Jan/Feb Approved Projects were 3.4M (+20% from $2.7M Nov/Dec).
Jan/Feb 2016 Metrics (compared to Nov/Dec 2015):
- Approved Projects (meet vetting requirements): $3.4M (+20% up from $2.7M)
- Net Revenue (15% Crew fee): $77k (0% up from $77k+)
- Projected Fill Rate (% Approved Projects that complete payment): 29% (+0% up from 29%)
- Avg. project size: $11.2k (+1% up from $11.6k+)
- Net Burn (Total Spend – Net Revenue): $180k/month (+7% up from $167k/month)
- Projected runway: 18-20 months
- Team (full-time): 30
- In trial: 3
The key levers that drive revenue are:
- Approved Projects
- Conversion of Approved Projects (Filled Projects)
- Repeat Projects from existing customers
- Referred Projects from Mini Crew partners
Though it’s improving, we feel our core product still doesn’t drive enough growth for these key levers.
To do this, our product needs to get better in the following main areas:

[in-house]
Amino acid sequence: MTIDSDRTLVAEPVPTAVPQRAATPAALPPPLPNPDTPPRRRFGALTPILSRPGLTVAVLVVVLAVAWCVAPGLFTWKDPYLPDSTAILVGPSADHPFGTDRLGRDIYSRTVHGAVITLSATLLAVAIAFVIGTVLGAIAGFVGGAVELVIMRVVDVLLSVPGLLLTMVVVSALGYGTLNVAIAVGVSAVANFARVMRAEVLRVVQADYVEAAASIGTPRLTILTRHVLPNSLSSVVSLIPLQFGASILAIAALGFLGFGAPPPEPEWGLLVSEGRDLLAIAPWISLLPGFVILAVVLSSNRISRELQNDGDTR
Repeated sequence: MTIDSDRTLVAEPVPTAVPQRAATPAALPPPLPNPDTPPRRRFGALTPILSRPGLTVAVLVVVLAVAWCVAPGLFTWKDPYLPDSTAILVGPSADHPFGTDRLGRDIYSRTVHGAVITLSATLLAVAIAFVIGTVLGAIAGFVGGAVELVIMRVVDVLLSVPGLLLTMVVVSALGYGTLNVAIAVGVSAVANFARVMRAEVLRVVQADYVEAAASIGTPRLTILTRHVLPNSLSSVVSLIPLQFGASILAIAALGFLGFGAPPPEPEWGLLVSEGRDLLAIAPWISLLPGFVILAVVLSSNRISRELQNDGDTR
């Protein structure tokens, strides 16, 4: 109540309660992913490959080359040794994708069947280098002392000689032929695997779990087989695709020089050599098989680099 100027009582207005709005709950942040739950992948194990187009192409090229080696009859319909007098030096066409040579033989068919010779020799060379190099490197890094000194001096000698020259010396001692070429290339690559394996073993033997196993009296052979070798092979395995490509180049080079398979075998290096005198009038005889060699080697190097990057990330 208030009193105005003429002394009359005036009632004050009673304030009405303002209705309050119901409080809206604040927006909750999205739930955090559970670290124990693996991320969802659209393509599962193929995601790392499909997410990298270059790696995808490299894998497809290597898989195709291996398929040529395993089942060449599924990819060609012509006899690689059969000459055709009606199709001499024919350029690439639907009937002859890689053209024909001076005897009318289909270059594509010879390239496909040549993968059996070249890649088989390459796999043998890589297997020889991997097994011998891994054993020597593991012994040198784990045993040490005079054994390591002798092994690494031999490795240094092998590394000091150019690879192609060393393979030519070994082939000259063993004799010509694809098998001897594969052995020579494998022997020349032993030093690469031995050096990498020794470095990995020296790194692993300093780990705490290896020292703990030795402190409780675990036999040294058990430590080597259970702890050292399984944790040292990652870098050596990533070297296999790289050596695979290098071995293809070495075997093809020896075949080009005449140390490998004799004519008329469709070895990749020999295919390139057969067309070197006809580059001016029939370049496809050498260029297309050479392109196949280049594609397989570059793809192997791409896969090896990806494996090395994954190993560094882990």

- Speed: Time spent vetting/matching is still too long. Hurts momentum of the project. Our focus for improvement is around speeding up the time it takes from project submission to match. In Nov/Dec our avg. time from submission to project kickoff/payment was 22 days. In Jan/Feb that was 17 days (23% faster). We’re also moving away from dependency on email. 46% of the projects we don’t convert are because we receive no response after our first followup email. (Update: One of our investors suggested that no response after an email is a symptom of a cause not the cause. Here’s my response: “Good point. It’s not the cause. I should have gone deeper here. There’s multiple assumptions we have as to why people don’t reply after the first email. One of our leading assumptions is the speed of our replies, which is something that we have been improving (as we deal with time zone differences): We’re also looking at categorizing the drop off reasons at different project states. Ex: when a project is submitted, when a project is approved, when a project is matched, funded, etc. We should have this breakdown shortly.”)